Nalkunaadu palace cries for attention

Nalkunaadu palace cries for attention

This, despite renovation of the monument around eight years ago

Nalkunaadu palace cries for attention

The historically famous Nalkunaadu palace is in a deplorable condition. Located 15-km away from Napoklu, the palace is crying for attention. The structure badly requires a facelift, while the room, where the king used to once stay, is now on the verge of collapse.

Around eight years ago, it can be recalled that the entire palace was renovated at a cost of Rs 50 lakh. Sub-standard quality of work have left the palace high and dry. The renovation project did not serve its purpose, and today, it is back to square one.

The palace was built by Dodda Veera Rajendra at Yavakapaadi village near Kakkabbe in 1792. It has a red-tiled roof and depicts simple architectural designs of the Haleri kingship. The palace attracts researchers from various parts of the country, apart from a large number of tourists who throng the place.

Renovation not visible

The renovation work undertaken by the department of Archaeology, Heritage and Museums, included revival of the paintings, installation of red tiles on the roof, installation of solar lamps, renovation of the structure, etc. Hardly a few years later, the palace again wears a wretched look. The wall of a room on the first floor has developed a crack and may collapse any moment. Even this was reconstructed eight years ago, but has failed to sustain for long.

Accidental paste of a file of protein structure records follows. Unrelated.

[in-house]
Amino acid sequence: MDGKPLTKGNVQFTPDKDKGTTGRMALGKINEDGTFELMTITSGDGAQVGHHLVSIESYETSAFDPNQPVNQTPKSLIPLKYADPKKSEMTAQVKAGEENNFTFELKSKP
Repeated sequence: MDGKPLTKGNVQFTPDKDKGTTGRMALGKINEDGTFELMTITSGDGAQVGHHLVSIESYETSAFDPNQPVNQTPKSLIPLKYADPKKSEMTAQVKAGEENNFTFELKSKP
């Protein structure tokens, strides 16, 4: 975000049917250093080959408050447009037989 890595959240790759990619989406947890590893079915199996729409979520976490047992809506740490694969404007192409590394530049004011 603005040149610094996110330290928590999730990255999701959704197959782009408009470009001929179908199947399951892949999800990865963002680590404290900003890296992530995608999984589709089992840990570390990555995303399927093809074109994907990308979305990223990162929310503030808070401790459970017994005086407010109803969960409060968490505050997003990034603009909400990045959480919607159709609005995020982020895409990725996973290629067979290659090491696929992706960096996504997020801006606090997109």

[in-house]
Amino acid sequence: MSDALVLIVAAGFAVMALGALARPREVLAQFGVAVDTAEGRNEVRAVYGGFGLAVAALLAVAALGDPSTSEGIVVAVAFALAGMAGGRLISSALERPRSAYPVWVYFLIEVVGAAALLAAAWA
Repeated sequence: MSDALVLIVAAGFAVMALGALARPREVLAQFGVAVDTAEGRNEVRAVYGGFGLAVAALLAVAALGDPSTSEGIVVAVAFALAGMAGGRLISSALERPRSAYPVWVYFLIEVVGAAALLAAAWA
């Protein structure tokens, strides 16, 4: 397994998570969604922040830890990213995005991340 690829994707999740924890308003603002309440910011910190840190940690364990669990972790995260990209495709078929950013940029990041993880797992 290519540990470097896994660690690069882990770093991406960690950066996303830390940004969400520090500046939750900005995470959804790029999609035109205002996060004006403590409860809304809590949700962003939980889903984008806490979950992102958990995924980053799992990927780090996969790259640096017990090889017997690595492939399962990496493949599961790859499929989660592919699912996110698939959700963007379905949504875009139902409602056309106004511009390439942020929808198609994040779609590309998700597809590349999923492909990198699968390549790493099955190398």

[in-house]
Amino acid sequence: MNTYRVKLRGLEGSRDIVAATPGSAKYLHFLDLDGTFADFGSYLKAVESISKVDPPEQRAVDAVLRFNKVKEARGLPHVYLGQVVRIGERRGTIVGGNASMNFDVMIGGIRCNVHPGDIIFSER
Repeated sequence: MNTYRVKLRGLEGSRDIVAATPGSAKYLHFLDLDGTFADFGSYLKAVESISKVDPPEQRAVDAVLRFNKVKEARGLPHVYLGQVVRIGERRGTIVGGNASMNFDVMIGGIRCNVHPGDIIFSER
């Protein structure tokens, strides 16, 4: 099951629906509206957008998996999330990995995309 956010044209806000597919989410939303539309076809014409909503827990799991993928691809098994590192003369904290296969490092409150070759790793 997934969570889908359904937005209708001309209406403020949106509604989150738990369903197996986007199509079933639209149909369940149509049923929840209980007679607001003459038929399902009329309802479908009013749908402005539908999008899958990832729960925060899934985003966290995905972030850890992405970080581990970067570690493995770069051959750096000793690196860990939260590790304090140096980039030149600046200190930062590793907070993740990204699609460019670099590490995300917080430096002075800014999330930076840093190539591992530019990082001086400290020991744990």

Paintings of procession and other subjects have blurred out. The cement flooring of the palace rooms are no longer visible and tourists trudge along the mud-flooring. The weather-beaten compound around the palace is completely destroyed and the palace can be easily accessed by all.

Toilets on the palace premises do not have water facility and the three-km stretch connecting the palace is also in a deplorable condition. According to sources, paucity of funds from the department has hindered the maintenance of the palace.

“We have submitted several memorandums to repair the roads towards the palace, but there has been no positive response from the administration. Good roads, infrastructure and basic facilties are a must to attract tourists. In the absence of all these, it is difficult to generate revenue,” said Prasad, a local resident.